So again, it's an infusion. So we're going to start with milliliters per hour. I need to know what is available because I'm going to start with mls. Since mls is here, I have to start with mls there. So I need to know what's available. So in this particular case with Amiodarone, I have 1.8 milligrams per every ml. And depending on the bag, some bags may contain 250 milliliters. Others may contain a hundred mls. It just depends. Um, but the concentration is usually that. So we're going to do one ml and it has 1.8 milligrams. My order is one milligram a minute.

Well I need to change that to hours. So 60 minutes over one hour and let's go back and cancel things. Milligrams and milligrams, minutes and minutes. And I am left with mls and hours, which is what I'm trying to solve for. So one times one times 60 equals 60 over 1.8. When you divide that out, it gives me 33.3 mls. All right, let's do a couple more. A lot of students always get antibiotics confused. Keep this simple. If I have an order for Zysyn 3.375 grams in 50 mls of normal saline over 30 minutes. So again, this is an infusion. What am I solving for? Ml per hour. Well, what do I know? I know I have a 50 ml bag and I need to run that over 30 minutes.

So this one is very, very simple. So 30 minutes. So here, I need to convert it over to hours because if I cancel this out, I have mls and hours left. So 50 times 60 equals 3000 and I divide that by 30 because 30 times one is 30 and I get 100 mils per hour. This is where a lot of people get confused. They want to add this in here and there's absolutely no need to, if I were to have my problem set up with 50 milliliters over 3.375 grams, well from what I've told you about dimensional analysis, whatever is down here, I have to start up here. I have no other grams, so I would not be able to cancel this out. So with antibiotics, there's no need to add the dosage in there. Just how long to run it for.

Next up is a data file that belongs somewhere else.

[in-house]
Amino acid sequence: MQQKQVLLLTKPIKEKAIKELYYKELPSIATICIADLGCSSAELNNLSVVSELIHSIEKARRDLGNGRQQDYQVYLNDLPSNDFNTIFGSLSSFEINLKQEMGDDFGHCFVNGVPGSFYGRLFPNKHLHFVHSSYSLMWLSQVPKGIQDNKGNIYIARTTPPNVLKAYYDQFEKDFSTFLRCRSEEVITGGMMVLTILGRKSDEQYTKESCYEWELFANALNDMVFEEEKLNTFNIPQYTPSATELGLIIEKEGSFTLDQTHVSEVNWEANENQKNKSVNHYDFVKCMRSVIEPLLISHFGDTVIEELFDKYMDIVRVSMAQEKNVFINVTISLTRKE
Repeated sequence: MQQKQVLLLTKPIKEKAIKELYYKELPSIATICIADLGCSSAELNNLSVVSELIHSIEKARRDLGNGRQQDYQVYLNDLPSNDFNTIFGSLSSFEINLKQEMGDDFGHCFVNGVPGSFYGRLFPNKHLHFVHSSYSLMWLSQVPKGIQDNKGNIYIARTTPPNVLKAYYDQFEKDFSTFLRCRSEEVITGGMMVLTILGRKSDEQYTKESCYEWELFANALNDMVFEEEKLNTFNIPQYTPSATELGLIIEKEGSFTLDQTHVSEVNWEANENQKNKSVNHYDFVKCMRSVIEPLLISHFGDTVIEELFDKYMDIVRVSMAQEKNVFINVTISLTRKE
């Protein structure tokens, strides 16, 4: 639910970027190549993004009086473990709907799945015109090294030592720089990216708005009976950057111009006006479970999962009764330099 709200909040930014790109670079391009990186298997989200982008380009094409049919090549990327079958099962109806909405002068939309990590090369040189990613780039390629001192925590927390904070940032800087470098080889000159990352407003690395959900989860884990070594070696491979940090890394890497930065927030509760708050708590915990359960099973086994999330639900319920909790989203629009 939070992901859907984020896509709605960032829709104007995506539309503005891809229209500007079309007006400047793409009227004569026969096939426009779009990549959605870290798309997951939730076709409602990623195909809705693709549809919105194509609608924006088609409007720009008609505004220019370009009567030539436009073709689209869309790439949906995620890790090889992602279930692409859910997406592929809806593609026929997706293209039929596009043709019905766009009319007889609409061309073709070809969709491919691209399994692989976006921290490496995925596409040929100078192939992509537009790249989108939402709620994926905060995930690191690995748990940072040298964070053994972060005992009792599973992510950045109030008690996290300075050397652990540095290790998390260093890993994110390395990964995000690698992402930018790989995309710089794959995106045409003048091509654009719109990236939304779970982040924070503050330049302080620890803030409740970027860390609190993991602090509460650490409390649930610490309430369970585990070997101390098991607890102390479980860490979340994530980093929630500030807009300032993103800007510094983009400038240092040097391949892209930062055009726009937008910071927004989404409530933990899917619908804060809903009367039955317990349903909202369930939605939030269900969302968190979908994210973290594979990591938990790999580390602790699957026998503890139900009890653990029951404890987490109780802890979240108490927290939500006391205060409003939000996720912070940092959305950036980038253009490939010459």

Okay, so keep these very simple and let's go ahead and do another one. These are a little bit more simpler. So let's say we have normal saline, one liter over eight hours. So it's an infusion, so milliliters per hour. And I know that one leader is at a thousand mls over eight hours. That's it. And then I'm going to divide and it's going to be 125 milliliters per hour. That's all. There's nothing else to add in the problem. So keep these simple.Okay, so a little recap. Most math problems that nursing schools teach nowadays are with dimensional analysis. It's an easier method of instruction to do, math problems with medications because it's a step by step process, whatever is here, if that's your problem and this is milliliters here you start with milligrams will usually milligrams will go up there. If you have kilograms here will kilograms will go up here so that it cancels each other.

That's what makes it a step by step process that it's easier to eliminate what you don't need. And it's very important when you do this type of medication, problems that you know the concentration of the medication because then you know exactly what to plug in, especially right here, right here. So always know the concentration of the medication so that you set your pumps up correctly. And never just rely on the pumps. Pumps are machines. They can fail. Always double check your math. So I hope that this lesson has helped you guys with some simple and quick and easy dimensional analysis problems and how to set them up. If you need any additional resources, make sure you check out our pharmacology section and in our med administration for any additional help. So as always, make sure you guys go out and be your best selves today and happy nursing.